Many of my art students are impressed by modern-day technology, the latest gadgets, and digital design and often see no value in studying history and exploring historical sites. After a trip to the U.K., I was beyond thrilled to share with them the incredible history I learned during my visit to Stonehenge and the world-renowned collections in many of the museums in London. Certainly, as an art historian, Stonehenge has always been at the top of my bucket list.
'Stonehenge is a prehistoric temple, its great stones raised about 4,500 years ago. It is a masterpiece of engineering, with the stones carefully arranged to line up with the movement of the sun.
The ruin that visitors see today is the end result of many different stages of construction and rebuilding in prehistory. The first major event, 5,000 years ago, was the construction of a large circular enclosure. About 500 years later enormous sarsen stones were raised in a horseshoe and a circle, with smaller bluestones placed between them. Later the bluestones were rearranged.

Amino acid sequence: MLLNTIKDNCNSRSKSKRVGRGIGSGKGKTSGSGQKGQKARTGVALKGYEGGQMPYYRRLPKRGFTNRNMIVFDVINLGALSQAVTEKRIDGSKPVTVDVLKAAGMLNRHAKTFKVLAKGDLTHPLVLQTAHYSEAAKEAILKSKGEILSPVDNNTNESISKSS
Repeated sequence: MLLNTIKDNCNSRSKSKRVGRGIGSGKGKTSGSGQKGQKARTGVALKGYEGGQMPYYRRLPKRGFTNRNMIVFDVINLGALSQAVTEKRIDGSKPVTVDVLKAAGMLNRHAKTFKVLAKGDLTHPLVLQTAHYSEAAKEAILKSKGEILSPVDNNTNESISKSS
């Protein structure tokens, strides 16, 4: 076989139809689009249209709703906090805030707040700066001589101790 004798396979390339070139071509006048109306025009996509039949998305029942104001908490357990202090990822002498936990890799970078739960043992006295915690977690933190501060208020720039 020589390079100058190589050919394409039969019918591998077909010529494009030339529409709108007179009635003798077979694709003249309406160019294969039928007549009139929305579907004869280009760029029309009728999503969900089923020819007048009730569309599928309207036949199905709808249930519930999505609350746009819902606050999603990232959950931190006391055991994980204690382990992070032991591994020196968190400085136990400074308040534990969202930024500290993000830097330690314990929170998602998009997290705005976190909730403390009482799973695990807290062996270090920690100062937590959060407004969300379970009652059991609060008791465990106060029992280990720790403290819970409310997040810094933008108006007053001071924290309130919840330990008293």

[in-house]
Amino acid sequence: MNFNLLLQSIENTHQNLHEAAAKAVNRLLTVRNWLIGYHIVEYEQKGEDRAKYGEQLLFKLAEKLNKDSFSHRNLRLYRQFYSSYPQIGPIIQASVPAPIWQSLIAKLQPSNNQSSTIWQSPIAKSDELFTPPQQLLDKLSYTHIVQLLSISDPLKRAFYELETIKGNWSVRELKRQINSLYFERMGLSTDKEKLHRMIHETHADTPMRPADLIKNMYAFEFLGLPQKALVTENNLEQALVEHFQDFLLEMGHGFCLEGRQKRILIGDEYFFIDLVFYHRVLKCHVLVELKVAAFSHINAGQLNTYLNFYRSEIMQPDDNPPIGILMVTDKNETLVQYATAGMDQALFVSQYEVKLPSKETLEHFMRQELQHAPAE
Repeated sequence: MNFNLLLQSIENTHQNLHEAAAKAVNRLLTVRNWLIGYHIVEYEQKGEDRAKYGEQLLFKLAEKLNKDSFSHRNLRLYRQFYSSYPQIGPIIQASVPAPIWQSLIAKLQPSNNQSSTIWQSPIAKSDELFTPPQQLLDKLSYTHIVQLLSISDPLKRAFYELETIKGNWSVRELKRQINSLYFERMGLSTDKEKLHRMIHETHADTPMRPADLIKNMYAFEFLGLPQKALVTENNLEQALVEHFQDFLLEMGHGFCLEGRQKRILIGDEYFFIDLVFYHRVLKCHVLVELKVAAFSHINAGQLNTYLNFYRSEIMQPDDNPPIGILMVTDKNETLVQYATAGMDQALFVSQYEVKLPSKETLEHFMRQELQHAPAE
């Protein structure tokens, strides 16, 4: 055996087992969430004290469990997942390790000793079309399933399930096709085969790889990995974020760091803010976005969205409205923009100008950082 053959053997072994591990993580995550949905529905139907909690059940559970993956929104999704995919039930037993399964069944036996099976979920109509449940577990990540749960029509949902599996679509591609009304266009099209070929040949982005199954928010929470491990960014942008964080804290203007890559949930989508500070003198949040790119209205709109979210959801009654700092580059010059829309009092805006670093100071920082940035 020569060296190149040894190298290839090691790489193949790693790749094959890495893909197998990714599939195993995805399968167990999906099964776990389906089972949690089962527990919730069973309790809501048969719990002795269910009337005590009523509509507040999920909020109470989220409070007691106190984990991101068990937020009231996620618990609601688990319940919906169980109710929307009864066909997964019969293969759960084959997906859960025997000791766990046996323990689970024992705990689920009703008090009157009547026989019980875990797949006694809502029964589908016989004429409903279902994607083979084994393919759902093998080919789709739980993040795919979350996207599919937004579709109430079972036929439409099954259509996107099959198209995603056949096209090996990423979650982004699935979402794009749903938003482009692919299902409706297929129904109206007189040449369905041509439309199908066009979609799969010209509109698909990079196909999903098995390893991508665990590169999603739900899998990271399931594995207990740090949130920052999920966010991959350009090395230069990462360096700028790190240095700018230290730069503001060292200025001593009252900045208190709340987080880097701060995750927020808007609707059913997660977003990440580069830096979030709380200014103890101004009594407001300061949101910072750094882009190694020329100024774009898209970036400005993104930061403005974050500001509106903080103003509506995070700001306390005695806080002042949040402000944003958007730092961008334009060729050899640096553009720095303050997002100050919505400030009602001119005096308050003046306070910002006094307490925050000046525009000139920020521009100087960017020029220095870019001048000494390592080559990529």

Since construction activities at Stonehenge ceased in the early Bronze Age, some of the stones have been removed from the site and many have fallen. Some were re-erected during restoration, which started in 1919, continued in episodes and was completed in 1964.'
The fields around Stonehenge are owned by The National Trust nationaltrust.org.uk
Photo Credit: Stacey Queen and Dr. Tyrica Hendricks
My experience was beyond my laudable expectations. The grounds felt sacred, the stones were colossal and the presence of the human spirit was real. But what was I going to share with my students? What could I share with them from my walk around 5,000 year old rocks? How could I properly articulate this breathtaking experience? I decided to keep it simple.
Mankind has always been ingenious.
Mankind has always had a deep, often spiritual connection to the environment, the land, and nature.
Mankind is creative.
The rocks are witnesses to the evolution of man.
Bonus takeaway: History is critically important! (and they can always use their fancy gadgets to take really great pictures at historical sites)
I hope my students will one day experience art through travel, engage with diverse cultures, and fall in love with history. Believe me, it is a fun journey!